Tower Hamlets Methodist Church - witnessing for more than 150 years


In 2000, when the Tower Hamlets church celebrated its 150th anniversary, former school teacher and Methodist church member Phil Brockman produced a book on the history of the church.

His wife Sue was a lay pastoral assistant with the Methodist Church, and had been much involved with the life of Tower Hamlets.


Mr Brockman recalled that in the early 1800s, the area was practically deserted except for an odd herdsman's hut and a few brickmakers' cottages. Its only distinguishing feature was a brick tower built to supply water.

On 9 April, 1849, premises in Tower Street were first registered as a place of religious worship. "The exact location is unclear, but it was probably near the present church," said Mr Brockman.

John Bavington Jones, in his book Annals of Dover, states that Tower Hamlets Wesleyan Chapel was built in 1850, and W Bachellor, writing in The Guide to Dover in 1853, says its principal object was "to provide Sabbath-day instruction for the offspring of the residents of the locality".

"The School is attended by upwards of 100 children, and Public Worship is held on Sunday evenings commencing at six."

Inside Tower Hamlets Methodist Church
The site for the church had been given by Dover Mayor Steriker Finnis who laid out much of the Tower Hamlets district. He also "contributed liberally" to the cost of the chapel's construction, which was said to be the first provision for the "moral improvement" of the inhabitants of Tower Hamlets.

Throughout the church's history, the Sunday School has played an important part, and thousands of children have passed through its doors over the years. In 1879 the number of scholars reached an all-time high of 231, with 25 teachers.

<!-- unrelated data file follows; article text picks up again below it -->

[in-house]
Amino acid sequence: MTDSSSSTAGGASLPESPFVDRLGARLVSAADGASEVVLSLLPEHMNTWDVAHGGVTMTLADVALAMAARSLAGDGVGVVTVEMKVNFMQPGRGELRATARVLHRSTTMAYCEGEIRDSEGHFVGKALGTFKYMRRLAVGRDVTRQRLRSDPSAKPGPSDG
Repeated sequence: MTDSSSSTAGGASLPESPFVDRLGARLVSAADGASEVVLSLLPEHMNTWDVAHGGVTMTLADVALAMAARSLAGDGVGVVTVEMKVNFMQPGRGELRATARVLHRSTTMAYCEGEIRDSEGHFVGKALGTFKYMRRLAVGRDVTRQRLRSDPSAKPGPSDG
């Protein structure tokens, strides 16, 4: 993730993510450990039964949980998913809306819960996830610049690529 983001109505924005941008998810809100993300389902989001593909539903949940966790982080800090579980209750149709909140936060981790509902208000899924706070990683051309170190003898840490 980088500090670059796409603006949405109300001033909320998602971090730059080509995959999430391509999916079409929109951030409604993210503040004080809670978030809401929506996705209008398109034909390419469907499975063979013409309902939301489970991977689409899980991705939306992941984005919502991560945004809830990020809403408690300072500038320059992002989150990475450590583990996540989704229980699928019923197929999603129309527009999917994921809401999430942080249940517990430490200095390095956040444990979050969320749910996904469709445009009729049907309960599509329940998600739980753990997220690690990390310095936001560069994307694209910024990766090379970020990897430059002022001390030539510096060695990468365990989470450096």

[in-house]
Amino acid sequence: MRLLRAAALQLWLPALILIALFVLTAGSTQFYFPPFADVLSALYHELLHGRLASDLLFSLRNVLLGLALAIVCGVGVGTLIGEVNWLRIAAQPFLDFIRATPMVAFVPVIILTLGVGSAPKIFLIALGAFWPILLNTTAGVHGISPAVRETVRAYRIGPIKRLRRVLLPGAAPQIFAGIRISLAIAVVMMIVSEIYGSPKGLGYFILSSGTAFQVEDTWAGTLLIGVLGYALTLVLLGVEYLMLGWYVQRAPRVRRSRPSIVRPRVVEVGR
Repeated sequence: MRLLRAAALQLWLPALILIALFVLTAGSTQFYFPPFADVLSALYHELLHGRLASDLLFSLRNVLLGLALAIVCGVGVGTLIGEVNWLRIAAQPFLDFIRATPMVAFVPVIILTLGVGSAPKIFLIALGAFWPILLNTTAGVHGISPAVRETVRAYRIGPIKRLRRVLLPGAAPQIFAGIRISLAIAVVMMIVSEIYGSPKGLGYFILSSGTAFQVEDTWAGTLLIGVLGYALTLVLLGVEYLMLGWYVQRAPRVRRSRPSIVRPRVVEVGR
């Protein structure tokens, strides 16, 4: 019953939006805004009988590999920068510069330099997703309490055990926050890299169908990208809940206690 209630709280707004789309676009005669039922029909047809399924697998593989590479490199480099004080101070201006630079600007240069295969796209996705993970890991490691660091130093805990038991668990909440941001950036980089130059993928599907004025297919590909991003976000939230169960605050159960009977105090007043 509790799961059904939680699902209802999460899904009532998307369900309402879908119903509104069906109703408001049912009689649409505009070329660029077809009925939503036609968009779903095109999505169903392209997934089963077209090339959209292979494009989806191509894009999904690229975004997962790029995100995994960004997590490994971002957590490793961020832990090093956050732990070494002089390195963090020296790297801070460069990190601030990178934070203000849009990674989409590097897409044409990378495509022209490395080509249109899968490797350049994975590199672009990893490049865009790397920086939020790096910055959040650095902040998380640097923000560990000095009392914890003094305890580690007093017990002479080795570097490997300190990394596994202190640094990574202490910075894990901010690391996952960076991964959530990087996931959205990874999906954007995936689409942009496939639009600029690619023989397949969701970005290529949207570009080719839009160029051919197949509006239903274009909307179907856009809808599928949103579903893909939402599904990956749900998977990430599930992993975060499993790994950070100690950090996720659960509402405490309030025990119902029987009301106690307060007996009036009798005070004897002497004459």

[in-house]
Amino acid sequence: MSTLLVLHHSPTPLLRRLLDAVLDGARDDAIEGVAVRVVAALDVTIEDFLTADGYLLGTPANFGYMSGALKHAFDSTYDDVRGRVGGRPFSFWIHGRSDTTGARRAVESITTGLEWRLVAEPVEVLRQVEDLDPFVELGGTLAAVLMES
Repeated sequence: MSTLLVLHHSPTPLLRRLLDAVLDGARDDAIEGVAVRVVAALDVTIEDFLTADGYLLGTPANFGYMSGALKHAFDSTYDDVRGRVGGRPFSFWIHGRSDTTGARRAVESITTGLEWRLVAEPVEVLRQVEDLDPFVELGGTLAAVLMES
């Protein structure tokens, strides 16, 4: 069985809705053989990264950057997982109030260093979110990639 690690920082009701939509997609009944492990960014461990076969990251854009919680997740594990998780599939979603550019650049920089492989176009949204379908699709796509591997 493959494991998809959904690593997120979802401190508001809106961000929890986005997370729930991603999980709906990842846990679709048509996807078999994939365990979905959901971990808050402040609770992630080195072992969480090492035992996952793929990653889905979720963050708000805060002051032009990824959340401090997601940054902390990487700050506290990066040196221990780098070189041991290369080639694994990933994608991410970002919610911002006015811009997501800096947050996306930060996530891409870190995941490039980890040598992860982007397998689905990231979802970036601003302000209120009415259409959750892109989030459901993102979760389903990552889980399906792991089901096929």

Not all has gone smoothly, of course. In 1868, the Sunday School Superintendent called for one boy to be dismissed because of his bad behaviour. The Teachers' Meeting decided his behaviour did not warrant dismissal, so the Superintendent resigned!

And in 1871, there was a big debate about whether the children should kneel or stand for prayer.

In 1870 a number of the Sunday School children died as a result of an epidemic of scarlet fever which swept through the town.

Throughout its history, there have been constant pleas for more teachers to help with the Sunday School work.

Inside Tower Hamlets Methodist ChurchThose who responded have included a number of people who were very loyal to their calling. "Granny" Newlyn, for example, became a teacher in 1868 and continued her work until 1933.

Sister Bessie Johncock died in 1947 after giving more than 25 years' service to the church. During the war years, she had continued the work with the children who had not been evacuated by holding classes in the caves at the bottom of the hill.

More recently, sisters Winnie and Edith Seelly, who both died in 2003, had been stalwart members of the church, and particularly with the Sunday School. Winnie, who was also an organist, had become a teacher in 1925 and Edith served as assistant superintendent and then superintendent from 1955.


After the church closed in 2003, planning permission was given for the building to be re-developed, and it has now been converted into homes.